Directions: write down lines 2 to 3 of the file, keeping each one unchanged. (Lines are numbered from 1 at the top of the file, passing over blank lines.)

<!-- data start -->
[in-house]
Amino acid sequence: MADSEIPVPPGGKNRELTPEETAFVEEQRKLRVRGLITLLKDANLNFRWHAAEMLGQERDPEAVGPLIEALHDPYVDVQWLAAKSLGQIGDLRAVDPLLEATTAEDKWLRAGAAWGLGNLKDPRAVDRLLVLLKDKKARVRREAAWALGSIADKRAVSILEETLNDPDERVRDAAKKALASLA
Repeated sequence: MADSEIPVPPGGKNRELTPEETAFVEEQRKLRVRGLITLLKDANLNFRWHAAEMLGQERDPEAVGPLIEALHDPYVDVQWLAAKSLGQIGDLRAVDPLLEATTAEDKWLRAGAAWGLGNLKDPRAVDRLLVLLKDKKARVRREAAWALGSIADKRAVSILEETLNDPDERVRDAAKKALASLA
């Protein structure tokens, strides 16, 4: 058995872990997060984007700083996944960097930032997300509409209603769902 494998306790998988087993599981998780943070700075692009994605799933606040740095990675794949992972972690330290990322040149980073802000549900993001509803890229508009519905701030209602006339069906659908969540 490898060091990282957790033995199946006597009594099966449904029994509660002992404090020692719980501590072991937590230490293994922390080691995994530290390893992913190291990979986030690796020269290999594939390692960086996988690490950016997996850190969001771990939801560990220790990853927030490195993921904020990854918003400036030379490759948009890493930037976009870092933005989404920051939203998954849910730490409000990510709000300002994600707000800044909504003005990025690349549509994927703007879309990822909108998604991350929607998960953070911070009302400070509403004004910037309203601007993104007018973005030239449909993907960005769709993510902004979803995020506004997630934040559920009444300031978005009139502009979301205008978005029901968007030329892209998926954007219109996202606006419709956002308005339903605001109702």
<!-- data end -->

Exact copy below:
Amino acid sequence: MADSEIPVPPGGKNRELTPEETAFVEEQRKLRVRGLITLLKDANLNFRWHAAEMLGQERDPEAVGPLIEALHDPYVDVQWLAAKSLGQIGDLRAVDPLLEATTAEDKWLRAGAAWGLGNLKDPRAVDRLLVLLKDKKARVRREAAWALGSIADKRAVSILEETLNDPDERVRDAAKKALASLA
Repeated sequence: MADSEIPVPPGGKNRELTPEETAFVEEQRKLRVRGLITLLKDANLNFRWHAAEMLGQERDPEAVGPLIEALHDPYVDVQWLAAKSLGQIGDLRAVDPLLEATTAEDKWLRAGAAWGLGNLKDPRAVDRLLVLLKDKKARVRREAAWALGSIADKRAVSILEETLNDPDERVRDAAKKALASLA